Murphy-Y LAW guidance on advice: “If advice can not be followed, it will not be followed.” Corollary of the law: “If you follow advice, it will not work.”  Honestly, don’t you think we OVERESTIMATE our ability to change others? Do so many unsolicited recommendations that we receive and give have an influence on the company and our professional career? Could it be a MISTAKE to offer answers for change or improvement. To employees and professionals who have not asked themselves the questions? Many of the articles and videos loaded with advice that recommend how to motivate your company’s employees ,

How to look for a job

What to do to reinvent yourself professionally , how to become an entrepreneur and, in general, the content that advises how to be better professionals or managers usually communicate “boatman truths”, icons of common sense or mere clichés. There are many factors that influence the effectiveness of advice given and received. Good advice is due to prior knowledge of the objectives, motivation, resources and competencies of the counselee; for the adaptation and personalization of the recommendation to that knowledge; for the validity, reliability and timeliness of the information included in the advice or for the data and reasons on which its supposed relevance is based.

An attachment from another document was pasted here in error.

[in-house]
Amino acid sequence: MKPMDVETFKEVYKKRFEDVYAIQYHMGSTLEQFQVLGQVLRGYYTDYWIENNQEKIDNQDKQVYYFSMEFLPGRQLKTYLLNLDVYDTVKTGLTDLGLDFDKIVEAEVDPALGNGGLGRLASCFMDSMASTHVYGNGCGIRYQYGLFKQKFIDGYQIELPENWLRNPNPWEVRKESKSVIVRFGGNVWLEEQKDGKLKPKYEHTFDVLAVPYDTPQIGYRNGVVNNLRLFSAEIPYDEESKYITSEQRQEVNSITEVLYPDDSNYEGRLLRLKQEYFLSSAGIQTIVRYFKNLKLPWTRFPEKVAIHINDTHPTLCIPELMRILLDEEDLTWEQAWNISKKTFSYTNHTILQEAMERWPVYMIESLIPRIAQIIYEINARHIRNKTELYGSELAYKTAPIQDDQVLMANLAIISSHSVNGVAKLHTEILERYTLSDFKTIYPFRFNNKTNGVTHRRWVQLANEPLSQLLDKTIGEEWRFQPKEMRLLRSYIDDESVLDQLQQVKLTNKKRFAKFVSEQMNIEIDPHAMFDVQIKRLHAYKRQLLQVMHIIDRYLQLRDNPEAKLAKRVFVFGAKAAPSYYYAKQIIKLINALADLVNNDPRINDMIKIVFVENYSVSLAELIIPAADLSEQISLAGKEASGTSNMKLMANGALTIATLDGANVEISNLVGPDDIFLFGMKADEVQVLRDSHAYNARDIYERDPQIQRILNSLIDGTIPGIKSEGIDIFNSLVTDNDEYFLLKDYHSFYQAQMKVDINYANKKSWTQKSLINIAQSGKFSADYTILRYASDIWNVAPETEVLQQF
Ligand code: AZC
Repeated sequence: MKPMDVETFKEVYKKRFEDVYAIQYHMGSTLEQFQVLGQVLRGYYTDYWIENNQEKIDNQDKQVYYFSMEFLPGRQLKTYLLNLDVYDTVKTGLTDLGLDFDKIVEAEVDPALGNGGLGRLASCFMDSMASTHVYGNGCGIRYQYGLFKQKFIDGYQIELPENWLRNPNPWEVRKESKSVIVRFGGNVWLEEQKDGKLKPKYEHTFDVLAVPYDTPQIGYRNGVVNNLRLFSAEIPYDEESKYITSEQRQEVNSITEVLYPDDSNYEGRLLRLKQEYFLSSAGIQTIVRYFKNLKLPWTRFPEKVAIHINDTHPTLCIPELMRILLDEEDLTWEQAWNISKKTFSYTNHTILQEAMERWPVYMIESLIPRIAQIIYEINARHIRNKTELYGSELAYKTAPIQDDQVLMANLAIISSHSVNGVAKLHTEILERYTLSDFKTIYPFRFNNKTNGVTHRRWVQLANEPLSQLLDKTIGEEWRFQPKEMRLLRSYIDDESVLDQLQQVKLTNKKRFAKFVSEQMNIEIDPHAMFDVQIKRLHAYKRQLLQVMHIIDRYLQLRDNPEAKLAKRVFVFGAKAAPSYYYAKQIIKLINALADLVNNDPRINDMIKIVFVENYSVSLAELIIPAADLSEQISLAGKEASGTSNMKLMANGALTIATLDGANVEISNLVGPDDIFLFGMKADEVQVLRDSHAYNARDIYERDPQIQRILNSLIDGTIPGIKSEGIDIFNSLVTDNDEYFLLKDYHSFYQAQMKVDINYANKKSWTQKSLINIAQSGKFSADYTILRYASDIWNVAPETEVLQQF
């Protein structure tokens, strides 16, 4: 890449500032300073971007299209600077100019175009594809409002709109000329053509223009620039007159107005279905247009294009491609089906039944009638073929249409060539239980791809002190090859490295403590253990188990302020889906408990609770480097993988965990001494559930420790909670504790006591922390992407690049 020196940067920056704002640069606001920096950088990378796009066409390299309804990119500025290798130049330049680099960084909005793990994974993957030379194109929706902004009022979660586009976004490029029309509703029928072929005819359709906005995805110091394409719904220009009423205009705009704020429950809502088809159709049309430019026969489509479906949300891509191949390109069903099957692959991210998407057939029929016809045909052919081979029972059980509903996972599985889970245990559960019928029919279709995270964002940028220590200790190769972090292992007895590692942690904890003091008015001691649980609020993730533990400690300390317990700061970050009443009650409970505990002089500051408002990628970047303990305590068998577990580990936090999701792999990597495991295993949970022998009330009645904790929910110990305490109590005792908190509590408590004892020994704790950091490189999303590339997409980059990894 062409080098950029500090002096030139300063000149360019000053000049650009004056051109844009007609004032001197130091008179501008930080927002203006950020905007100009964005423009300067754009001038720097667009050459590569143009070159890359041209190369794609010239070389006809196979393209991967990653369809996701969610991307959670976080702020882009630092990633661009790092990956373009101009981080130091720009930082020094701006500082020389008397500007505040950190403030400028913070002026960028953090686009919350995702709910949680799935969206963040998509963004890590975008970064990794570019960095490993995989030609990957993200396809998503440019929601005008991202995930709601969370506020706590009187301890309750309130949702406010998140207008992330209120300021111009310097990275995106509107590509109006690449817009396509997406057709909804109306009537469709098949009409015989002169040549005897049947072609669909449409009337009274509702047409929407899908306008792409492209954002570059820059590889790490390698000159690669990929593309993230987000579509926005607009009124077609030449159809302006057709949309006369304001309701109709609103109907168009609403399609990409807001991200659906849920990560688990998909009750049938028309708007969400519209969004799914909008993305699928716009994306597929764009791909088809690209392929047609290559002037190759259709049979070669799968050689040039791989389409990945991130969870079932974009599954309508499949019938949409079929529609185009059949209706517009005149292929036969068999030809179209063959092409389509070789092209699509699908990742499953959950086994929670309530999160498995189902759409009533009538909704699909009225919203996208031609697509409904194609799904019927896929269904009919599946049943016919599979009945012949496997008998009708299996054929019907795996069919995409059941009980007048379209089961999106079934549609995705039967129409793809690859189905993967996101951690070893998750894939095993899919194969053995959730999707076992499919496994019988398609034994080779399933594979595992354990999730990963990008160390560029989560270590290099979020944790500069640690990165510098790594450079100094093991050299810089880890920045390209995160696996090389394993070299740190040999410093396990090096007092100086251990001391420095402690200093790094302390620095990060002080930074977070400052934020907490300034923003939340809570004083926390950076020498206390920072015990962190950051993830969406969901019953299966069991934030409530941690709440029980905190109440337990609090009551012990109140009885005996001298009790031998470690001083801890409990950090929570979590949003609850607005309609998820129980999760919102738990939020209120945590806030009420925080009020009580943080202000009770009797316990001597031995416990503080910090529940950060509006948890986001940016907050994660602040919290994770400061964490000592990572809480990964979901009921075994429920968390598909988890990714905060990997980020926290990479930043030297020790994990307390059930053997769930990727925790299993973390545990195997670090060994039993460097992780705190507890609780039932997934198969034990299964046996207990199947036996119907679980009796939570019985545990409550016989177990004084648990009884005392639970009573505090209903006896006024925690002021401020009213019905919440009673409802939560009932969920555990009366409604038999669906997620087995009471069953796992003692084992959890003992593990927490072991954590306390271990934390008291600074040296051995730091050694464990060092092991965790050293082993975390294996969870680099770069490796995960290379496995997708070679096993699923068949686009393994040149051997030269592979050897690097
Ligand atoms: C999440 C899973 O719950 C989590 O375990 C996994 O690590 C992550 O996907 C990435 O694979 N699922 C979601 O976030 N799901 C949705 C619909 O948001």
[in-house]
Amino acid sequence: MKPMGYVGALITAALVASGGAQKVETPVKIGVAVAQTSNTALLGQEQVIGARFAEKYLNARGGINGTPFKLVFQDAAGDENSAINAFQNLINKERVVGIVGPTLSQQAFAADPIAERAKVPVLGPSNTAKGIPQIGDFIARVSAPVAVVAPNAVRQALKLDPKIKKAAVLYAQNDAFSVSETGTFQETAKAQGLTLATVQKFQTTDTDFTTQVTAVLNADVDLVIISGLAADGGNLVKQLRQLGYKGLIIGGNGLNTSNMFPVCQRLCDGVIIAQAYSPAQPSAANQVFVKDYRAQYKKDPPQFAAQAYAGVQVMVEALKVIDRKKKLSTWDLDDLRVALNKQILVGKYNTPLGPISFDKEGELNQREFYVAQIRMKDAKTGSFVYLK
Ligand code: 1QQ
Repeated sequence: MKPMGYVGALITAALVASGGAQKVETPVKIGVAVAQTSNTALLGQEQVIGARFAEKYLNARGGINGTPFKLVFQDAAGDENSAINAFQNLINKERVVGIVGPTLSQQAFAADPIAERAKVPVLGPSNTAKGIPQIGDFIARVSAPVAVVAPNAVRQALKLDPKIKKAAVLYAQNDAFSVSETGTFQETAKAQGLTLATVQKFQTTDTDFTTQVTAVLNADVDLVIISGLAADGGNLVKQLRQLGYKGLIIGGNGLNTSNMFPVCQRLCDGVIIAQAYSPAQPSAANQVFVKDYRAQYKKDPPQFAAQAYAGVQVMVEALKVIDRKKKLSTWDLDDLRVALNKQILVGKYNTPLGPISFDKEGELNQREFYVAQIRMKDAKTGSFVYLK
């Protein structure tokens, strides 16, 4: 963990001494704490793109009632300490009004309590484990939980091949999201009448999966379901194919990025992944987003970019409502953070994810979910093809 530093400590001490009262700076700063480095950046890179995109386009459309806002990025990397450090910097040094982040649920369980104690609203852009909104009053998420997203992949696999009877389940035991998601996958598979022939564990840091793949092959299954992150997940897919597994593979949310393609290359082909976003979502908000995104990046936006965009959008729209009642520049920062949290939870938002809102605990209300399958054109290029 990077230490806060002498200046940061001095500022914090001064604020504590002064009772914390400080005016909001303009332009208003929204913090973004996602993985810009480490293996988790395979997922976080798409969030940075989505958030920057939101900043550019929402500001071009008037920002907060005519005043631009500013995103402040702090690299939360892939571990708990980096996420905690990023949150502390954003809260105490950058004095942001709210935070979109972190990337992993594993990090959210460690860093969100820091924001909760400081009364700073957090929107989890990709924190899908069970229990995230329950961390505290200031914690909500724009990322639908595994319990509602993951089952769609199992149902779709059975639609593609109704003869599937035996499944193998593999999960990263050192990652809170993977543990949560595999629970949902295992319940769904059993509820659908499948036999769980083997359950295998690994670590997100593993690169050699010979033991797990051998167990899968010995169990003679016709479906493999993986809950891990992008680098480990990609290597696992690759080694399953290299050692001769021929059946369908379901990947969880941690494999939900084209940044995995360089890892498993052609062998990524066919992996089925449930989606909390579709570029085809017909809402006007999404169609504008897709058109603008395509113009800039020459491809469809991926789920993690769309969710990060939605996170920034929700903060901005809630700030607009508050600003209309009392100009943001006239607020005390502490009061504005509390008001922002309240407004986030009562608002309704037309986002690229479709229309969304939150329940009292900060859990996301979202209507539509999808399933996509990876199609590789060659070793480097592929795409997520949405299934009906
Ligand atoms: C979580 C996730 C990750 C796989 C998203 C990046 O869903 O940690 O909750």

By specifying the behaviors

Or rules to apply the advice in the contexts and moments relevant to the change; and for the suggestion of methods , measures, procedures and resources to put into practice the recommendations given with the greatest probability of success. Giving advice without sufficient guarantees for its follow-up, and without sufficient probability that the objectives will be obtained if those recommendations are followed, is counterproductive for both parties. Many people don’t know what to do with their lives but they do know what to do with yours. Advice in business and in your professional career.

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